Here are some answers for some common questions we’ve been asked.
Water, water, water. Yes! Believe it or not, unless you plant your flowers in a hole or in clay, it is very difficult to overwater plants. Of course proper light is necessary too, depending on the type of plant.
A flowering or deciduous shrub needs to be trimmed when it is dormant. This means trimming in either late fall or early spring. Trimming preserves the plant or tree’s ability to bloom. The consequence of trimming in either late spring or early summer is the plant will not bloom.
For evergreens, such as junipers and cedars, they can be trimmed in the spring.
For perennials, trim them in the spring. It is okay to trim them in the fall, but the advantage of waiting is that the leaves create another layer of protection, which is particularly useful in our region.
The rule of thumb we go by is 1/3 (one-third) of the plant. If you trim more than that, it could be too stressful for the tree.
As necessary! Trimming helps the flowering shrubs bloom better, while it gives a nice shape to the deciduous ones.
If you have weepy evergreens, call a local nursery and they can give you direction on how to seal them.
Plants are dormant in the winter, and if they are not tended to, die in the spring.
Fall is a good time to fertilize because it strengthens the root systems for winter. Spring is fine, too, and during the summer it’s okay to give an application when necessary.
It depends on what nutrients are depleted from the soil. The best way to determine which fertilizer to use, is to collect a soil sample and have it analyzed. In the Lake of the Woods Area, you can submit a soil sample to the Northern Farmers Cooperative Exchange in Williams, MN.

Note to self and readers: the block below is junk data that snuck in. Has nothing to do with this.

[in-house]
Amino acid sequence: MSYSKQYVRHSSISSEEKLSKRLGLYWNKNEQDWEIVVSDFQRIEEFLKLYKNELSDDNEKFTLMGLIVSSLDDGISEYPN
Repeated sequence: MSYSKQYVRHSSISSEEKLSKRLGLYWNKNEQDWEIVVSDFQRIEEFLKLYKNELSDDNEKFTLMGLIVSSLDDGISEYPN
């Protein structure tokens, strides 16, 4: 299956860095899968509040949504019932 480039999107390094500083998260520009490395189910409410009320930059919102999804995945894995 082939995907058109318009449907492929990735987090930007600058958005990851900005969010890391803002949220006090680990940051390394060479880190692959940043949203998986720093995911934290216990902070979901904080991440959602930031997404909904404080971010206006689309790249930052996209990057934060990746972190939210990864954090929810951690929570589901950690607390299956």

Please note that the use of lawn fertilizer containing phosphorous is now illegal in Minnesota. Read the link to learn more: http://www.mda.state.mn.us/chemicals/fertilizers/~/media/Files/chemicals/fertilizers/phosphorusfreelawncare.ashx
Take about a tablespoon of soil from a variety of locations throughout your yard until you have about 1 – 1 1/2 cups of dirt and collect it all into one sample. The soil analysis will average out for one overview of what your yard needs.
Fall is the best time to spray for weeds. The optimal time is to spray right after the first frost.
The best height is between 2 1/2 – 3″. At this height, the lawn retains moisture better and the root system stays stronger. If the grass is cut too short, weeds can seed themselves more easily. If the grass is too long, you’ve created an ideal burrow for mice, snakes, and ticks!
It’s really important to water sod well. Until it’s really taken root, the watering will help prevent gaps from forming between the individual pieces. If you’re doing your sod project in the heat of summer, lay it the day you get it, so you can start watering it as soon as possible. It can also be a good idea to overseed a couple of years after the sod has been laid.
Here is a great site showing tips and how to’s on pruning trees:
Link to UM extension for Yard and Garden:
Trees and Shrubs U of M:
Trees and Shrubs Insect and Disease UM:
DNR Forestry Insect and Disease Newsletter:
DNR Forestry Backyard Tree Care:
This has multiple links for many subjects